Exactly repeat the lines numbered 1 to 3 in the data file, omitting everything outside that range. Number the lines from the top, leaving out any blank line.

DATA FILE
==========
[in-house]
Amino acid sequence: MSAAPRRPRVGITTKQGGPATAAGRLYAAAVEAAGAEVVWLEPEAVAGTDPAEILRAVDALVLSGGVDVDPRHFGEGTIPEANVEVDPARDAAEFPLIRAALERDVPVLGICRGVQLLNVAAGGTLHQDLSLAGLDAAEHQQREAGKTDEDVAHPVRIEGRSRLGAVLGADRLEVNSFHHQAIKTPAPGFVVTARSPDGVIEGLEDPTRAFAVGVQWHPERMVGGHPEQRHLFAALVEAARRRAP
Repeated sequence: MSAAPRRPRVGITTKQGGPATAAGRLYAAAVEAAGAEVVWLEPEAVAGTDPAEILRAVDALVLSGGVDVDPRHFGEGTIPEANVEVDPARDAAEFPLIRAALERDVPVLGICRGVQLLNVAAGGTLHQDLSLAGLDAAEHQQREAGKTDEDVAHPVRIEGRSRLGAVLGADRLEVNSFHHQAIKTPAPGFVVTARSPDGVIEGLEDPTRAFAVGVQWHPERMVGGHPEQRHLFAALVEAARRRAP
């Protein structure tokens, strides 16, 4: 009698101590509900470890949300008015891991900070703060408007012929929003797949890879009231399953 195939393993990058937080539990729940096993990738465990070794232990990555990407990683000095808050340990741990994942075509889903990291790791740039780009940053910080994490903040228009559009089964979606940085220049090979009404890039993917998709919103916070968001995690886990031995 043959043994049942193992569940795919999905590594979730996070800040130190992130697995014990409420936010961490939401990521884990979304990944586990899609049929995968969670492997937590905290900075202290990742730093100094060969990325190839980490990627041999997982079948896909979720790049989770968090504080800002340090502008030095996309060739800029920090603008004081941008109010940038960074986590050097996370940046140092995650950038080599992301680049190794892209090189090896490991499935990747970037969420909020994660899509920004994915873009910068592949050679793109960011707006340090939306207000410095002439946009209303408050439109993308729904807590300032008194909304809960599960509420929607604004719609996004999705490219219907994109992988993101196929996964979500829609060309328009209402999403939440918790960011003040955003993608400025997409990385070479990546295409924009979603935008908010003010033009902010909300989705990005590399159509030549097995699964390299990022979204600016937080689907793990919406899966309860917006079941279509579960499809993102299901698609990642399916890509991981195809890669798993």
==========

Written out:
[in-house]
Amino acid sequence: MSAAPRRPRVGITTKQGGPATAAGRLYAAAVEAAGAEVVWLEPEAVAGTDPAEILRAVDALVLSGGVDVDPRHFGEGTIPEANVEVDPARDAAEFPLIRAALERDVPVLGICRGVQLLNVAAGGTLHQDLSLAGLDAAEHQQREAGKTDEDVAHPVRIEGRSRLGAVLGADRLEVNSFHHQAIKTPAPGFVVTARSPDGVIEGLEDPTRAFAVGVQWHPERMVGGHPEQRHLFAALVEAARRRAP
Repeated sequence: MSAAPRRPRVGITTKQGGPATAAGRLYAAAVEAAGAEVVWLEPEAVAGTDPAEILRAVDALVLSGGVDVDPRHFGEGTIPEANVEVDPARDAAEFPLIRAALERDVPVLGICRGVQLLNVAAGGTLHQDLSLAGLDAAEHQQREAGKTDEDVAHPVRIEGRSRLGAVLGADRLEVNSFHHQAIKTPAPGFVVTARSPDGVIEGLEDPTRAFAVGVQWHPERMVGGHPEQRHLFAALVEAARRRAP